This morning during a (relatively) intimate breakfast in San Francisco's Dogpatch neighborhood, Google unleashed what we'll call an Android fan trifecta. We got Android 4.3, an updated Nexus 7, and the Chromecast HDMI dongle, which takes the place of the aborted Nexus Q living-room media device. Not a bad summer haul at all.
Android 4.3 is available now on Google's Nexus devices, and we should see it hit others relatively quickly. The Nexus 7 goes on sale July 30. Chromecast is available now in several channels and should start shipping directly from Google by the weekend, if not sooner.
Today, Google announced three things. And we think things about these things. Read on for thoughts from myself, and editors Jerry Hildenbrand and Alex Dobie. Plus, we've got writer Casey Rendon, forum moderator leader Kevin O'Quinn, and our man on the west coast, Andrew Martonik — who covered the event for us on Thursday — on Android 4.3, the new Nexus 7, and Google's Chromecast.
On Android 4.3 ...
Phil Nickinson: I’ve said it before, I’ll say it again: There are no “minor” updates. Don’t look down on under-the-hood changes. Google’s got the basic UI fairly well dialed in. (Though I wouldn’t rule out some sort of tweak later this year.) It’s better at this point in time to improve how well things work more often than change the way things work. Bluetooth Low Energy could well turn out to be a game-changer, depending on how well (and how quickly) it’s implemented. And any overall improvement in graphics performance is a good thing.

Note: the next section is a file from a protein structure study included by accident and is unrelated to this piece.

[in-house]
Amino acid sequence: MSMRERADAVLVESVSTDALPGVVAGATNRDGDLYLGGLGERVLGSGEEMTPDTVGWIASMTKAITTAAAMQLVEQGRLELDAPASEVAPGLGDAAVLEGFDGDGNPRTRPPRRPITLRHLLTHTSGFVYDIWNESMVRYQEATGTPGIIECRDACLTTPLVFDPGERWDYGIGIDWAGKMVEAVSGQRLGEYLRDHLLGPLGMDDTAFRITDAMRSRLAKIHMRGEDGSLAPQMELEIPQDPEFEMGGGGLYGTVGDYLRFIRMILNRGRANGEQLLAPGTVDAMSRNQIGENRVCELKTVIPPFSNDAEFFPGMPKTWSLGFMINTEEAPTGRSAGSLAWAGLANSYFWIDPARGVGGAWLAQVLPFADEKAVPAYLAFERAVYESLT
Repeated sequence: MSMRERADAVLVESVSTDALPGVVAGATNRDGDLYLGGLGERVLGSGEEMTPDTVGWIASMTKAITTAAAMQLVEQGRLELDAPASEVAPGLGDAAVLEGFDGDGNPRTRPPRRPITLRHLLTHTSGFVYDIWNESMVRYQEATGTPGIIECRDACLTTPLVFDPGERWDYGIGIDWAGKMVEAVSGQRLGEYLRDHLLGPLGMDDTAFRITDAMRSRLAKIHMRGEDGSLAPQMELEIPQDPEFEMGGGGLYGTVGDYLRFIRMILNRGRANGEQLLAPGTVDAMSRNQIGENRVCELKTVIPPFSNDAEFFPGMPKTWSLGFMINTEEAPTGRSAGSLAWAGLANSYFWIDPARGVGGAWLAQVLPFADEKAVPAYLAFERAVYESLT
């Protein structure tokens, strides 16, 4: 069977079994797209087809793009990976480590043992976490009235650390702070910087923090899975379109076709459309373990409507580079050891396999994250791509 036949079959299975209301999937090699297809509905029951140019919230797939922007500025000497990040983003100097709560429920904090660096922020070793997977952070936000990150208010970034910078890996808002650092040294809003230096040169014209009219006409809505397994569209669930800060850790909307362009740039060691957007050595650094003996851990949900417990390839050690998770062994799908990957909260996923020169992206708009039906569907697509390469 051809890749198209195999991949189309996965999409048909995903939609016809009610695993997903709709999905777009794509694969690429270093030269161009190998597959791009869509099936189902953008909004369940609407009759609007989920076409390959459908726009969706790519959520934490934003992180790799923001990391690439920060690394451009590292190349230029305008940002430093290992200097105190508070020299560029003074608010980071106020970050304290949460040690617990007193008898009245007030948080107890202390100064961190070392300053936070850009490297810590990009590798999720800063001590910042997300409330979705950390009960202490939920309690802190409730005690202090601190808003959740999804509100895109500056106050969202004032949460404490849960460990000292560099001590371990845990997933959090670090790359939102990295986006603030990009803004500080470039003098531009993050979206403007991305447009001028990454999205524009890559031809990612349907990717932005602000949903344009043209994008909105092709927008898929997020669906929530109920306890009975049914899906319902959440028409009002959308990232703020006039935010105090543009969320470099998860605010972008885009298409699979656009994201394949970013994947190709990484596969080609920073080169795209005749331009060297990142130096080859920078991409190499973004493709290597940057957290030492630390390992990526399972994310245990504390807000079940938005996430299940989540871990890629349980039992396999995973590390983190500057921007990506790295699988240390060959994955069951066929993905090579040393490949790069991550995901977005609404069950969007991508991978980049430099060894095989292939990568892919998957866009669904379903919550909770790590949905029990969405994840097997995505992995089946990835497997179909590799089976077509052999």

And Googlers deserve some major props for getting it pushed out onto Nexus devices and AOSP — and Nexus factory images as well — in a matter of hours (if not minutes).
Alex Dobie: It looks the same, but it's faster and it does more stuff. Don't be fooled by the fact that it looks almost exactly like 4.2 — Android 4.3 gives away some vital clues about areas of future focus for Google and Android. Wearable devices — think Glass and the widely rumored Google Watch — are going to be huge in the next year, and Bluetooth Low Energy support means you can connect extra stuff to your phone without killing your battery.
At the same time, iOS continues to lead when it comes to high-profile games. And OpenGL ES 3.0 support will allow Android to gain some ground in graphical fidelity.
Besides those two major "behind the scenes" changes, Android 4.3 brings more buttery performance and the kinds of important little optimizations that lead to a more reliable, more mature mobile OS.
Jerry Hildenbrand: Plenty of folks will be saying that the Android 4.3 update is a minor one, because on the surface it looks much like Android 4.2 and 4.1 did. We’re at the stage where Google no longer needs to refresh the user interface, and focusing on what’s under the hood is what they’ve done with 4.3. The important changes to me are the OpenGL ES 3.0 support, which means better and more robust APIs for developers to build apps that look better and run smoother, and the new “Parental controls” in the tablet multi-account option. Nobody wants their kids or little brother to run up their credit card because Candy Crush Saga tempted them with extra lives, and this is going to help. Allowing parents to more easily control how their little ones can use a device like an Android tablet means that more little ones are going to be exposed to them. We need little nerds to grow up with Android-powered devices in their hands.